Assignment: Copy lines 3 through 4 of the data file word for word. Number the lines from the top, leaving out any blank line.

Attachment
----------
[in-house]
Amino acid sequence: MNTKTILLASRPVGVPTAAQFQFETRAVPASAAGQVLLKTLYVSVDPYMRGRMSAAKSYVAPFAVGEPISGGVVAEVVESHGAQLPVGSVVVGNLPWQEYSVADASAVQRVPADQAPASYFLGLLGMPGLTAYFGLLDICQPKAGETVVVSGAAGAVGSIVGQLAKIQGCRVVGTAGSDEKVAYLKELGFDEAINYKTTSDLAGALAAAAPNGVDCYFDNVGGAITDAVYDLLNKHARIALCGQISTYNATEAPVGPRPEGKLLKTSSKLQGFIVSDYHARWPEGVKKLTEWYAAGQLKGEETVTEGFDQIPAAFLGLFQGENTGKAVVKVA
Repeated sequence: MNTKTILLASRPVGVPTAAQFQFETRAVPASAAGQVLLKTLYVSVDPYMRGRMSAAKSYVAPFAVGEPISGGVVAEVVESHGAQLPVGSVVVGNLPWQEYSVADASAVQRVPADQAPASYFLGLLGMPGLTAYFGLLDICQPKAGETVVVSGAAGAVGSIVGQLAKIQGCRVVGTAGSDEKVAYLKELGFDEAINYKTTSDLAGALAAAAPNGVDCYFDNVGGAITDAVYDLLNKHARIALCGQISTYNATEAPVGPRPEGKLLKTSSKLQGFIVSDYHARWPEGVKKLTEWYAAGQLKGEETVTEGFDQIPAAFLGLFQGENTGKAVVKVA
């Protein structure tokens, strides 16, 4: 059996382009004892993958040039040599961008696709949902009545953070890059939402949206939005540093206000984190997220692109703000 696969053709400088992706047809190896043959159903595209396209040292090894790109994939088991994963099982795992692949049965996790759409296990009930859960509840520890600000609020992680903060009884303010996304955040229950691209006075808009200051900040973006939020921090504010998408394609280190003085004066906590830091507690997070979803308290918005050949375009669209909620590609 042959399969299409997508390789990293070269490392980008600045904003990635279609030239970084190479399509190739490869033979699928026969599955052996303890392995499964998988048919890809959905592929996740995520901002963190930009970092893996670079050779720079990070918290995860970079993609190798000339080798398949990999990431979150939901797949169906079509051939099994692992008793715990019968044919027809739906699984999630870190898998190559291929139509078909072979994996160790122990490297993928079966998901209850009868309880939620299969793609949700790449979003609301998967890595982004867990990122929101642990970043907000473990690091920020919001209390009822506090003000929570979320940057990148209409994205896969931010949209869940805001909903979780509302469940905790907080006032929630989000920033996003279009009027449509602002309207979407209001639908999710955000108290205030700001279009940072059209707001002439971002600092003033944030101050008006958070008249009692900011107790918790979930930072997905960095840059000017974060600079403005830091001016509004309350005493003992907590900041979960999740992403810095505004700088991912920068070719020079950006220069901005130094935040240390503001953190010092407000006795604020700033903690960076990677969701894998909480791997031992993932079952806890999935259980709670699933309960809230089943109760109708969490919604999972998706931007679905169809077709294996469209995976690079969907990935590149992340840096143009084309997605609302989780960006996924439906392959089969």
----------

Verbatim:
Repeated sequence: MNTKTILLASRPVGVPTAAQFQFETRAVPASAAGQVLLKTLYVSVDPYMRGRMSAAKSYVAPFAVGEPISGGVVAEVVESHGAQLPVGSVVVGNLPWQEYSVADASAVQRVPADQAPASYFLGLLGMPGLTAYFGLLDICQPKAGETVVVSGAAGAVGSIVGQLAKIQGCRVVGTAGSDEKVAYLKELGFDEAINYKTTSDLAGALAAAAPNGVDCYFDNVGGAITDAVYDLLNKHARIALCGQISTYNATEAPVGPRPEGKLLKTSSKLQGFIVSDYHARWPEGVKKLTEWYAAGQLKGEETVTEGFDQIPAAFLGLFQGENTGKAVVKVA
């Protein structure tokens, strides 16, 4: 059996382009004892993958040039040599961008696709949902009545953070890059939402949206939005540093206000984190997220692109703000 696969053709400088992706047809190896043959159903595209396209040292090894790109994939088991994963099982795992692949049965996790759409296990009930859960509840520890600000609020992680903060009884303010996304955040229950691209006075808009200051900040973006939020921090504010998408394609280190003085004066906590830091507690997070979803308290918005050949375009669209909620590609 042959399969299409997508390789990293070269490392980008600045904003990635279609030239970084190479399509190739490869033979699928026969599955052996303890392995499964998988048919890809959905592929996740995520901002963190930009970092893996670079050779720079990070918290995860970079993609190798000339080798398949990999990431979150939901797949169906079509051939099994692992008793715990019968044919027809739906699984999630870190898998190559291929139509078909072979994996160790122990490297993928079966998901209850009868309880939620299969793609949700790449979003609301998967890595982004867990990122929101642990970043907000473990690091920020919001209390009822506090003000929570979320940057990148209409994205896969931010949209869940805001909903979780509302469940905790907080006032929630989000920033996003279009009027449509602002309207979407209001639908999710955000108290205030700001279009940072059209707001002439971002600092003033944030101050008006958070008249009692900011107790918790979930930072997905960095840059000017974060600079403005830091001016509004309350005493003992907590900041979960999740992403810095505004700088991912920068070719020079950006220069901005130094935040240390503001953190010092407000006795604020700033903690960076990677969701894998909480791997031992993932079952806890999935259980709670699933309960809230089943109760109708969490919604999972998706931007679905169809077709294996469209995976690079969907990935590149992340840096143009084309997605609302989780960006996924439906392959089969």